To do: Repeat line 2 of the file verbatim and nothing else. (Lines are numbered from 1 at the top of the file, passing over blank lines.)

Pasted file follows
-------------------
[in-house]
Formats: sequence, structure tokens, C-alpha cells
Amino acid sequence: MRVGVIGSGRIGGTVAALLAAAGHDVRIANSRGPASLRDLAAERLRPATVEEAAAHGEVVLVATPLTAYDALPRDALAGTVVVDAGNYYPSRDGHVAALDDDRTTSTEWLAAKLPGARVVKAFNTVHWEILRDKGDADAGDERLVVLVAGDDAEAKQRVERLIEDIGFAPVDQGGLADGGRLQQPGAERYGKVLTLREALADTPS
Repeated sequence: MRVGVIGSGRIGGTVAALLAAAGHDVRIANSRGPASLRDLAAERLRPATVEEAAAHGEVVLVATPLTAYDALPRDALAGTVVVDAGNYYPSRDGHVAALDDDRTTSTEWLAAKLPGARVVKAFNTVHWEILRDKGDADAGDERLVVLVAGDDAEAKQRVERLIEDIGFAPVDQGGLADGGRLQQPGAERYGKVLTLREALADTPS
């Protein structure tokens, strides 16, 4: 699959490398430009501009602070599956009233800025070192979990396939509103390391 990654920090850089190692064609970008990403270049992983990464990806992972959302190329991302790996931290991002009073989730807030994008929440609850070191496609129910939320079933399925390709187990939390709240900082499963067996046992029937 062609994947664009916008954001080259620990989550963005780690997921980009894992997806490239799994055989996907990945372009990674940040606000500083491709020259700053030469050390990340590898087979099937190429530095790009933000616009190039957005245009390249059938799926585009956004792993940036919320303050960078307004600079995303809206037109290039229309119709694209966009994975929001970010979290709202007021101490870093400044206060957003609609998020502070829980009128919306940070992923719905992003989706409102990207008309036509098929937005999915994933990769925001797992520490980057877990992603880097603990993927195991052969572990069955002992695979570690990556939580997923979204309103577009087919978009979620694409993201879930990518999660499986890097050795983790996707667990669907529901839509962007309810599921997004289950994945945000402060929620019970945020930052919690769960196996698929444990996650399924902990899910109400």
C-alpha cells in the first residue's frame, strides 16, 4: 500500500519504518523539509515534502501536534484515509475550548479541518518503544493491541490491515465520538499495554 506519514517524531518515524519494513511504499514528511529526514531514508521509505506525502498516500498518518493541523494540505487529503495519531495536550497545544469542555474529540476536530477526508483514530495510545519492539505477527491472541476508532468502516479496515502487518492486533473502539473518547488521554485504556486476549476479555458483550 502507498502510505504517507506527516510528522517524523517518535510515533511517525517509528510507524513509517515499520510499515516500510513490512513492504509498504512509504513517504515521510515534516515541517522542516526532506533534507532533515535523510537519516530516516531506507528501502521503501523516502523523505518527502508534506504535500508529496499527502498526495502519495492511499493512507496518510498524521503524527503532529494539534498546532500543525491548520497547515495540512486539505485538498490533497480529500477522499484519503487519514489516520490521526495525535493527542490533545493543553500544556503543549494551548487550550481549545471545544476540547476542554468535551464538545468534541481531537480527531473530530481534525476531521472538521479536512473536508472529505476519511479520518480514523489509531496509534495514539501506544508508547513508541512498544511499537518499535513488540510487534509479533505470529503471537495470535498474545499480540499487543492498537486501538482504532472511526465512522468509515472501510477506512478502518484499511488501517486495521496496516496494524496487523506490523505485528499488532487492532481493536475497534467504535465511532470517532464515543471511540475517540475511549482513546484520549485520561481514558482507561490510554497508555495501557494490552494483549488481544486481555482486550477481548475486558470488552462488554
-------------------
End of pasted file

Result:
Formats: sequence, structure tokens, C-alpha cells